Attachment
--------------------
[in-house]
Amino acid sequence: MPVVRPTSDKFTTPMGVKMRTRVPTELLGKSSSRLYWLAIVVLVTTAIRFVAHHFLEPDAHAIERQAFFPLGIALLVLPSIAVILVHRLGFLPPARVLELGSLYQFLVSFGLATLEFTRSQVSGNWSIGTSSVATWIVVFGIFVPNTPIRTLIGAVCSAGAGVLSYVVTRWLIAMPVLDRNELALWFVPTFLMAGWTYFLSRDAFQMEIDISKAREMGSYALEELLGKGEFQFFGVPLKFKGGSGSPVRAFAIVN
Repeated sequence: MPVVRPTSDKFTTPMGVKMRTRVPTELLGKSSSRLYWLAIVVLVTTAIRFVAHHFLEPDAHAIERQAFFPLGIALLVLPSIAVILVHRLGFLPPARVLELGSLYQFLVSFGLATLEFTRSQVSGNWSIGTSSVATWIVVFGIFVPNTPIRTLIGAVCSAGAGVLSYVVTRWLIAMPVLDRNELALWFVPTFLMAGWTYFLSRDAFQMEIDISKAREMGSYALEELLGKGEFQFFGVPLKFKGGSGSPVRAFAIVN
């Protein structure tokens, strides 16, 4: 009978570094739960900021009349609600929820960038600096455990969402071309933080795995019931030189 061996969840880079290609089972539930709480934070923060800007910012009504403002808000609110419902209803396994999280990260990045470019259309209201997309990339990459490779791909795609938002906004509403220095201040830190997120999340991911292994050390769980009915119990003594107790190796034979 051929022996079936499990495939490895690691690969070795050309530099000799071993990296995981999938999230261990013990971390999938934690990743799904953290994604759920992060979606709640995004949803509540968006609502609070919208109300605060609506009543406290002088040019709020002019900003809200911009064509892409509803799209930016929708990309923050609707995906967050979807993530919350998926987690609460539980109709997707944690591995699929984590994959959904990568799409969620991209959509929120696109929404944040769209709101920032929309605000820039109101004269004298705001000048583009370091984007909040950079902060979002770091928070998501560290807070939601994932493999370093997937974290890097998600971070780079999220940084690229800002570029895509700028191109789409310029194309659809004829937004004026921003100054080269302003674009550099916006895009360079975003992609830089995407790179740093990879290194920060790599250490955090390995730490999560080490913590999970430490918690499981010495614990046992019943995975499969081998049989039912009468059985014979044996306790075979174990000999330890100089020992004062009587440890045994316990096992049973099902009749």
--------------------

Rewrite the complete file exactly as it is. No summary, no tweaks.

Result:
[in-house]
Amino acid sequence: MPVVRPTSDKFTTPMGVKMRTRVPTELLGKSSSRLYWLAIVVLVTTAIRFVAHHFLEPDAHAIERQAFFPLGIALLVLPSIAVILVHRLGFLPPARVLELGSLYQFLVSFGLATLEFTRSQVSGNWSIGTSSVATWIVVFGIFVPNTPIRTLIGAVCSAGAGVLSYVVTRWLIAMPVLDRNELALWFVPTFLMAGWTYFLSRDAFQMEIDISKAREMGSYALEELLGKGEFQFFGVPLKFKGGSGSPVRAFAIVN
Repeated sequence: MPVVRPTSDKFTTPMGVKMRTRVPTELLGKSSSRLYWLAIVVLVTTAIRFVAHHFLEPDAHAIERQAFFPLGIALLVLPSIAVILVHRLGFLPPARVLELGSLYQFLVSFGLATLEFTRSQVSGNWSIGTSSVATWIVVFGIFVPNTPIRTLIGAVCSAGAGVLSYVVTRWLIAMPVLDRNELALWFVPTFLMAGWTYFLSRDAFQMEIDISKAREMGSYALEELLGKGEFQFFGVPLKFKGGSGSPVRAFAIVN
């Protein structure tokens, strides 16, 4: 009978570094739960900021009349609600929820960038600096455990969402071309933080795995019931030189 061996969840880079290609089972539930709480934070923060800007910012009504403002808000609110419902209803396994999280990260990045470019259309209201997309990339990459490779791909795609938002906004509403220095201040830190997120999340991911292994050390769980009915119990003594107790190796034979 051929022996079936499990495939490895690691690969070795050309530099000799071993990296995981999938999230261990013990971390999938934690990743799904953290994604759920992060979606709640995004949803509540968006609502609070919208109300605060609506009543406290002088040019709020002019900003809200911009064509892409509803799209930016929708990309923050609707995906967050979807993530919350998926987690609460539980109709997707944690591995699929984590994959959904990568799409969620991209959509929120696109929404944040769209709101920032929309605000820039109101004269004298705001000048583009370091984007909040950079902060979002770091928070998501560290807070939601994932493999370093997937974290890097998600971070780079999220940084690229800002570029895509700028191109789409310029194309659809004829937004004026921003100054080269302003674009550099916006895009360079975003992609830089995407790179740093990879290194920060790599250490955090390995730490999560080490913590999970430490918690499981010495614990046992019943995975499969081998049989039912009468059985014979044996306790075979174990000999330890100089020992004062009587440890045994316990096992049973099902009749």